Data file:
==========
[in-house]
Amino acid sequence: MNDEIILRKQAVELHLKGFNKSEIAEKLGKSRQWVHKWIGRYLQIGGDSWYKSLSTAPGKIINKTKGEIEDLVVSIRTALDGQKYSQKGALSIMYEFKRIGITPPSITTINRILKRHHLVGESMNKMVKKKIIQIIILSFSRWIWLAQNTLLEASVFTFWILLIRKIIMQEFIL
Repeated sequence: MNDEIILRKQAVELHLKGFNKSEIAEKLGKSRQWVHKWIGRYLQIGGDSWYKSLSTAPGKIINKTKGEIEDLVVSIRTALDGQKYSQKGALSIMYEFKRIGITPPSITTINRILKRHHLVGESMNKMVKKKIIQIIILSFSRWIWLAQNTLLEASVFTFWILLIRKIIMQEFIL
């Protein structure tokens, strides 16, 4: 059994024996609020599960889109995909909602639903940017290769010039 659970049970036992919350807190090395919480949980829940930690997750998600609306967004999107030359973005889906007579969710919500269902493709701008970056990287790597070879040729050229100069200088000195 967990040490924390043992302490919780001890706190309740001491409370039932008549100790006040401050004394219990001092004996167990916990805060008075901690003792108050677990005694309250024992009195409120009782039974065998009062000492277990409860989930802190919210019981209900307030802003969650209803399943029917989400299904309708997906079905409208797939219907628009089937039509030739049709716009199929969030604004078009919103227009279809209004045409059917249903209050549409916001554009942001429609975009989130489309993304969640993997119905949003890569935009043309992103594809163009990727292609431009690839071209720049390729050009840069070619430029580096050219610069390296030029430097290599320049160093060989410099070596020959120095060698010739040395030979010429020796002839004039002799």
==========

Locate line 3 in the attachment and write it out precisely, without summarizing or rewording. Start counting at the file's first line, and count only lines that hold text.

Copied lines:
Repeated sequence: MNDEIILRKQAVELHLKGFNKSEIAEKLGKSRQWVHKWIGRYLQIGGDSWYKSLSTAPGKIINKTKGEIEDLVVSIRTALDGQKYSQKGALSIMYEFKRIGITPPSITTINRILKRHHLVGESMNKMVKKKIIQIIILSFSRWIWLAQNTLLEASVFTFWILLIRKIIMQEFIL